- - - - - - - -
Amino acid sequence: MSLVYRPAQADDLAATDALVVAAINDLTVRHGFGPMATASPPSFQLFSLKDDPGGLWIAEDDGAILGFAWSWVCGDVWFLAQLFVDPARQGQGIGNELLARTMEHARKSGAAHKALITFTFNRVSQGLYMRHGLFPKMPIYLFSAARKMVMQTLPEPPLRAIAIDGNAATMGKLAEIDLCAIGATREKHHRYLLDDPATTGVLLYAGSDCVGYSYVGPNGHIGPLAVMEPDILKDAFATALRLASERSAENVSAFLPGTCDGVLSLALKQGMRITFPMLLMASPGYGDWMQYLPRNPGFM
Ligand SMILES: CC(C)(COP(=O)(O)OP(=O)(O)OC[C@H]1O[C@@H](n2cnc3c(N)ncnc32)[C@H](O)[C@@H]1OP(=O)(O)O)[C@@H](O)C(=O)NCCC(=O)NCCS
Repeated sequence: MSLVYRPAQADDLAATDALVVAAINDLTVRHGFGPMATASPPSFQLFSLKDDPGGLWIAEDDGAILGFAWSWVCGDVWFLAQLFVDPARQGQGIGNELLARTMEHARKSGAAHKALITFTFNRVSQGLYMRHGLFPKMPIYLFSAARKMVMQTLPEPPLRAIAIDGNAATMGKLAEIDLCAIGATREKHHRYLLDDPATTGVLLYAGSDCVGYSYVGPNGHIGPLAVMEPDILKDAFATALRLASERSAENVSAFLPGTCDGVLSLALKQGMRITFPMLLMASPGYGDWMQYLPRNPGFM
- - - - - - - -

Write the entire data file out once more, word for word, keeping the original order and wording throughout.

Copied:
Amino acid sequence: MSLVYRPAQADDLAATDALVVAAINDLTVRHGFGPMATASPPSFQLFSLKDDPGGLWIAEDDGAILGFAWSWVCGDVWFLAQLFVDPARQGQGIGNELLARTMEHARKSGAAHKALITFTFNRVSQGLYMRHGLFPKMPIYLFSAARKMVMQTLPEPPLRAIAIDGNAATMGKLAEIDLCAIGATREKHHRYLLDDPATTGVLLYAGSDCVGYSYVGPNGHIGPLAVMEPDILKDAFATALRLASERSAENVSAFLPGTCDGVLSLALKQGMRITFPMLLMASPGYGDWMQYLPRNPGFM
Ligand SMILES: CC(C)(COP(=O)(O)OP(=O)(O)OC[C@H]1O[C@@H](n2cnc3c(N)ncnc32)[C@H](O)[C@@H]1OP(=O)(O)O)[C@@H](O)C(=O)NCCC(=O)NCCS
Repeated sequence: MSLVYRPAQADDLAATDALVVAAINDLTVRHGFGPMATASPPSFQLFSLKDDPGGLWIAEDDGAILGFAWSWVCGDVWFLAQLFVDPARQGQGIGNELLARTMEHARKSGAAHKALITFTFNRVSQGLYMRHGLFPKMPIYLFSAARKMVMQTLPEPPLRAIAIDGNAATMGKLAEIDLCAIGATREKHHRYLLDDPATTGVLLYAGSDCVGYSYVGPNGHIGPLAVMEPDILKDAFATALRLASERSAENVSAFLPGTCDGVLSLALKQGMRITFPMLLMASPGYGDWMQYLPRNPGFM